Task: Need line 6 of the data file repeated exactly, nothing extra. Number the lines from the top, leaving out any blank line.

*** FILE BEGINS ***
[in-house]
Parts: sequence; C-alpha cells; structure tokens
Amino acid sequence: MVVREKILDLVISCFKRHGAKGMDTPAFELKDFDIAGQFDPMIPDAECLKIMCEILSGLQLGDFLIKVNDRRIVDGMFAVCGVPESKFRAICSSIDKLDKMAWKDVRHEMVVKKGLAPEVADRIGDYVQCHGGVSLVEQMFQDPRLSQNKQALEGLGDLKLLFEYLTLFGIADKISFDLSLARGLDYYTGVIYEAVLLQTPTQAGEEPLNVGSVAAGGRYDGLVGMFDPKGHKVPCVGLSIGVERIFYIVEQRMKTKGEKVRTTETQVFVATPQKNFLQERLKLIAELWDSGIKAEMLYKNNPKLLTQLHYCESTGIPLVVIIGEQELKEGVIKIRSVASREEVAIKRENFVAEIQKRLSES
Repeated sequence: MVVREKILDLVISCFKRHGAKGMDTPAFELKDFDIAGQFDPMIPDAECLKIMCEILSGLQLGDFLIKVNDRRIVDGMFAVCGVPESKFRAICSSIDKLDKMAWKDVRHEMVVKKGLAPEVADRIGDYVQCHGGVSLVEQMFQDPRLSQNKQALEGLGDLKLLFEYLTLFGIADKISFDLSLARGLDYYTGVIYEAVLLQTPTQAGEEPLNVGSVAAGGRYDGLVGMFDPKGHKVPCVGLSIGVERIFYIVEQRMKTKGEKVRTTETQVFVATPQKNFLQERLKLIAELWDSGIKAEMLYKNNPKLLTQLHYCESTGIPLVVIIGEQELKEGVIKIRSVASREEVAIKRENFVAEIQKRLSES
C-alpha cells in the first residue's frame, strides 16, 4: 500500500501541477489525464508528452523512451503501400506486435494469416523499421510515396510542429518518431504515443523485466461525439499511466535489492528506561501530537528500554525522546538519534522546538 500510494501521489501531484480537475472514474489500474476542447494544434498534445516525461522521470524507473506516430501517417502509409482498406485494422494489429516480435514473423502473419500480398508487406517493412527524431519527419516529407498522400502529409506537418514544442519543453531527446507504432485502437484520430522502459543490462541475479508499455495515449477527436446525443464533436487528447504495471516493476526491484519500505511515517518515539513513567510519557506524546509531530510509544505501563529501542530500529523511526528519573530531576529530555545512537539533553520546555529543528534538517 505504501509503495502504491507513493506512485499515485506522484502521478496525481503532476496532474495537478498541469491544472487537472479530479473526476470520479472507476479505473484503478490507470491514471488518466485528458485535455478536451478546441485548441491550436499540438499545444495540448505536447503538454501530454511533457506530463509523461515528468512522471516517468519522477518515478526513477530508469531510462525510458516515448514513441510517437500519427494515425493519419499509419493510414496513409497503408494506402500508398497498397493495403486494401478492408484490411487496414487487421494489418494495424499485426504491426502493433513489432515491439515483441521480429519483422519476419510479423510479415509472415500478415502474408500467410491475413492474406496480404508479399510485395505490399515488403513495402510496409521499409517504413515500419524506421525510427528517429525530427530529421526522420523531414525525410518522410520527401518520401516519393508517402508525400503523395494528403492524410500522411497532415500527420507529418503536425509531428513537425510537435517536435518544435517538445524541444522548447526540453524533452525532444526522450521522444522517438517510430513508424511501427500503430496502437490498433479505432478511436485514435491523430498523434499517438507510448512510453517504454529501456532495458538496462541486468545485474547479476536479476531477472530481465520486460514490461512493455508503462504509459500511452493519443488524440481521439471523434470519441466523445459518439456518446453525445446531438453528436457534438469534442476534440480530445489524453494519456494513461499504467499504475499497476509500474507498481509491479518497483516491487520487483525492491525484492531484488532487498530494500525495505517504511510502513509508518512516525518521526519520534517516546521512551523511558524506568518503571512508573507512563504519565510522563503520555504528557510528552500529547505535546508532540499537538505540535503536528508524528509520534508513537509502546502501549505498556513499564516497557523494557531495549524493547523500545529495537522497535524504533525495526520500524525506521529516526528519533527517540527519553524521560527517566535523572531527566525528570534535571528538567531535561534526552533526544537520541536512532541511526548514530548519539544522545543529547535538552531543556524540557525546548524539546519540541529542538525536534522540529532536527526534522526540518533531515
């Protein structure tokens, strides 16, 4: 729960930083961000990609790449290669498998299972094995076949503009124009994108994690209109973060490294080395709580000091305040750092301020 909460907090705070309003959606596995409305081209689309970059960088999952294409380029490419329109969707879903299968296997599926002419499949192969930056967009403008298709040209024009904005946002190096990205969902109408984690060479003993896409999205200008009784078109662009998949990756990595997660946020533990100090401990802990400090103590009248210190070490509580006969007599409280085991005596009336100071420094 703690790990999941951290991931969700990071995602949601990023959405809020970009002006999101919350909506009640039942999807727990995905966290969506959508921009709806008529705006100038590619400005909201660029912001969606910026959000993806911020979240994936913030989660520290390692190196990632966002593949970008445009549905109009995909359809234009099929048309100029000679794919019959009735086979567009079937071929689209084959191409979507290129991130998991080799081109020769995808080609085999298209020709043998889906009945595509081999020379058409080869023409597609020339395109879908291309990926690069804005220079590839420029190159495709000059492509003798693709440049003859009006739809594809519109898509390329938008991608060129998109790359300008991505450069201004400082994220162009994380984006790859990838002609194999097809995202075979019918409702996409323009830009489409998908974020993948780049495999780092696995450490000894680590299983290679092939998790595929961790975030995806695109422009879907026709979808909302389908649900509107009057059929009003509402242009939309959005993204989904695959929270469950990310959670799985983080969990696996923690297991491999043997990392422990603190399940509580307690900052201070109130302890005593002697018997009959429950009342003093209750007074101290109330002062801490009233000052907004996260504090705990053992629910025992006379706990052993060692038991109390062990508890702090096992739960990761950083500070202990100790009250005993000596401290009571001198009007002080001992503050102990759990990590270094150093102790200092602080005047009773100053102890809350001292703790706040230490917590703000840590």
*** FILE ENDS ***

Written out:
């Protein structure tokens, strides 16, 4: 729960930083961000990609790449290669498998299972094995076949503009124009994108994690209109973060490294080395709580000091305040750092301020 909460907090705070309003959606596995409305081209689309970059960088999952294409380029490419329109969707879903299968296997599926002419499949192969930056967009403008298709040209024009904005946002190096990205969902109408984690060479003993896409999205200008009784078109662009998949990756990595997660946020533990100090401990802990400090103590009248210190070490509580006969007599409280085991005596009336100071420094 703690790990999941951290991931969700990071995602949601990023959405809020970009002006999101919350909506009640039942999807727990995905966290969506959508921009709806008529705006100038590619400005909201660029912001969606910026959000993806911020979240994936913030989660520290390692190196990632966002593949970008445009549905109009995909359809234009099929048309100029000679794919019959009735086979567009079937071929689209084959191409979507290129991130998991080799081109020769995808080609085999298209020709043998889906009945595509081999020379058409080869023409597609020339395109879908291309990926690069804005220079590839420029190159495709000059492509003798693709440049003859009006739809594809519109898509390329938008991608060129998109790359300008991505450069201004400082994220162009994380984006790859990838002609194999097809995202075979019918409702996409323009830009489409998908974020993948780049495999780092696995450490000894680590299983290679092939998790595929961790975030995806695109422009879907026709979808909302389908649900509107009057059929009003509402242009939309959005993204989904695959929270469950990310959670799985983080969990696996923690297991491999043997990392422990603190399940509580307690900052201070109130302890005593002697018997009959429950009342003093209750007074101290109330002062801490009233000052907004996260504090705990053992629910025992006379706990052993060692038991109390062990508890702090096992739960990761950083500070202990100790009250005993000596401290009571001198009007002080001992503050102990759990990590270094150093102790200092602080005047009773100053102890809350001292703790706040230490917590703000840590």